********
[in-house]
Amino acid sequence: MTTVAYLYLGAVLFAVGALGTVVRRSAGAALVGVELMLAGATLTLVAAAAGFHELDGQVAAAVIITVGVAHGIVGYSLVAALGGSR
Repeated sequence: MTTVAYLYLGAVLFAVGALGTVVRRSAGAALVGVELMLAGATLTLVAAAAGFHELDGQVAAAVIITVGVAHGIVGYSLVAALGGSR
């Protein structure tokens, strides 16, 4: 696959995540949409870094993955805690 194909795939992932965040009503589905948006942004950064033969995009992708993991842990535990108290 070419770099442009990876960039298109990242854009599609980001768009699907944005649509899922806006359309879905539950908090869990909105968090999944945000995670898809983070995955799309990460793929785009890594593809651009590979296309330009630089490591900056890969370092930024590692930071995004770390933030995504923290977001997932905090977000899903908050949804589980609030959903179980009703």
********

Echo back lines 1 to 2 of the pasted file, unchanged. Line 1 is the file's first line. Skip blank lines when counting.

[in-house]
Amino acid sequence: MTTVAYLYLGAVLFAVGALGTVVRRSAGAALVGVELMLAGATLTLVAAAAGFHELDGQVAAAVIITVGVAHGIVGYSLVAALGGSR